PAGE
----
This just in: Newspaper lovers still exist
Covering the troubles in the newspaper industry can be mighty dispiriting: I sometimes feel like I spend my days writing the obituary for my own career. No wonder I felt such trepidation when accepting an invitation from the folks at the Douglas County Library to speak at a Cafe Current session they dubbed "The Incredible Vanishing Act of the Newspaper Industry." But to my surprise, the get-together, which took place last night at Parker's Warhorse Inn, left me feeling unexpectedly upbeat. True, the topics under discussion tended to revolve around layoffs, cutbacks and various theories about rescuing newspapers (like MediaNews Group CEO Dean Singleton's new pay-to-play online approach) that no one is certain will work. But the mere fact that more than thirty people turned out on a Tuesday night to spend two hours talking about this subject demonstrated that plenty of people care about keeping newspapers alive, as did their passion. And while most of those on hand were north of forty, there was also a sixteen-year old who was just as interested in batting around possible solutions to the biz's problems as the rest of the group. Keep hope alive.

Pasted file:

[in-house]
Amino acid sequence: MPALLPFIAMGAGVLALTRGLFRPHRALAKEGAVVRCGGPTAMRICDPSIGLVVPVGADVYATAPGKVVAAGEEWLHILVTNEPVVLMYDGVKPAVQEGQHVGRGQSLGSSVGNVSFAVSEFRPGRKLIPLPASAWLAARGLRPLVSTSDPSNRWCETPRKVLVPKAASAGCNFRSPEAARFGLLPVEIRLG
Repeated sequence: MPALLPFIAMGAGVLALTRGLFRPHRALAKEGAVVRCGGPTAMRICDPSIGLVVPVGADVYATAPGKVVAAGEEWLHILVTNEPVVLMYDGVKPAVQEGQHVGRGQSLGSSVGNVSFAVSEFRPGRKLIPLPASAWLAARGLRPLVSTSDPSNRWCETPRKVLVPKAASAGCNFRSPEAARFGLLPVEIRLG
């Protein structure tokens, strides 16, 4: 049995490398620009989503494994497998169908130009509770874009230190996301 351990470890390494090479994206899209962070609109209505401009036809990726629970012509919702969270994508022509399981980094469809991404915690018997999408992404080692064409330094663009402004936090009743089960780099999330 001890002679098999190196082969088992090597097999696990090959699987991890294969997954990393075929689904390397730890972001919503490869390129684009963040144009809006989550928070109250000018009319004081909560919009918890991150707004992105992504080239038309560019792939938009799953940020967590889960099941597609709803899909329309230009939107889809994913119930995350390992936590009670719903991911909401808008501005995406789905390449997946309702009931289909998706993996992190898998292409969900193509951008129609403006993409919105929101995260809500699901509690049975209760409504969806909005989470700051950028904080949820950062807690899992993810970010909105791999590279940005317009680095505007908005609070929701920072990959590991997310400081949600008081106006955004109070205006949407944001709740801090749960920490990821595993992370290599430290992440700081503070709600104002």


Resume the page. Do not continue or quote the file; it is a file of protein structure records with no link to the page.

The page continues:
Get the This Week's Top Stories Newsletter
Every week we collect the latest news, music and arts stories — along with film and food reviews and the best things to do this week — so that you’ll never miss Westword's biggest stories.
- 4/20 + 7/10 = 11/30 Danksgiving in Our Marijuana Calendar
Wed., Dec. 9, 7:00pm
Wed., Dec. 9, 8:00pm
Fri., Dec. 11, 7:00pm
Fri., Dec. 11, 7:35pm
- Flobots' Jamie Laurie to Receive Open Media Foundation Award
- D'Andre Mayfield, R.I.P.: Search Continues for Alleged Killer Kenneth Banks